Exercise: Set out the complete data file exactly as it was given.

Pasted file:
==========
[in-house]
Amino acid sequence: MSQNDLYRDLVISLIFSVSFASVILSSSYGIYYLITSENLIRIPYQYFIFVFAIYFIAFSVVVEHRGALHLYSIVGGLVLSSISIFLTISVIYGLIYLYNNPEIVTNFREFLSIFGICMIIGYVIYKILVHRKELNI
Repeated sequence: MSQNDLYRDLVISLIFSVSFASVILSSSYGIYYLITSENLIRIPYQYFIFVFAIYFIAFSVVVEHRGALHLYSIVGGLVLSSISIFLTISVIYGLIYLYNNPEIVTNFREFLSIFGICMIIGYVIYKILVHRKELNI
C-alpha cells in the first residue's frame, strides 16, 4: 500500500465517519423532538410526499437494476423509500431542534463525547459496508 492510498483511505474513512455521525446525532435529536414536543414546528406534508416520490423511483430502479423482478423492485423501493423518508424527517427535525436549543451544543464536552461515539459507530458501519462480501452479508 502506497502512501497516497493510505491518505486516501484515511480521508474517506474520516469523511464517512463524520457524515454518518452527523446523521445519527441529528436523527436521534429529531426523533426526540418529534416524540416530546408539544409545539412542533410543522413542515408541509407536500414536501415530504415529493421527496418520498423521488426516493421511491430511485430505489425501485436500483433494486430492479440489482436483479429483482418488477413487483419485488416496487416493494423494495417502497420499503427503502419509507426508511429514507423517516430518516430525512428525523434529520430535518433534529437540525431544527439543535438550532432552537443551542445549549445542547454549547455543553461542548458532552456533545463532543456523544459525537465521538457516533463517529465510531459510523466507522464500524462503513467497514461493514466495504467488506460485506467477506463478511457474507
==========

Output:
[in-house]
Amino acid sequence: MSQNDLYRDLVISLIFSVSFASVILSSSYGIYYLITSENLIRIPYQYFIFVFAIYFIAFSVVVEHRGALHLYSIVGGLVLSSISIFLTISVIYGLIYLYNNPEIVTNFREFLSIFGICMIIGYVIYKILVHRKELNI
Repeated sequence: MSQNDLYRDLVISLIFSVSFASVILSSSYGIYYLITSENLIRIPYQYFIFVFAIYFIAFSVVVEHRGALHLYSIVGGLVLSSISIFLTISVIYGLIYLYNNPEIVTNFREFLSIFGICMIIGYVIYKILVHRKELNI
C-alpha cells in the first residue's frame, strides 16, 4: 500500500465517519423532538410526499437494476423509500431542534463525547459496508 492510498483511505474513512455521525446525532435529536414536543414546528406534508416520490423511483430502479423482478423492485423501493423518508424527517427535525436549543451544543464536552461515539459507530458501519462480501452479508 502506497502512501497516497493510505491518505486516501484515511480521508474517506474520516469523511464517512463524520457524515454518518452527523446523521445519527441529528436523527436521534429529531426523533426526540418529534416524540416530546408539544409545539412542533410543522413542515408541509407536500414536501415530504415529493421527496418520498423521488426516493421511491430511485430505489425501485436500483433494486430492479440489482436483479429483482418488477413487483419485488416496487416493494423494495417502497420499503427503502419509507426508511429514507423517516430518516430525512428525523434529520430535518433534529437540525431544527439543535438550532432552537443551542445549549445542547454549547455543553461542548458532552456533545463532543456523544459525537465521538457516533463517529465510531459510523466507522464500524462503513467497514461493514466495504467488506460485506467477506463478511457474507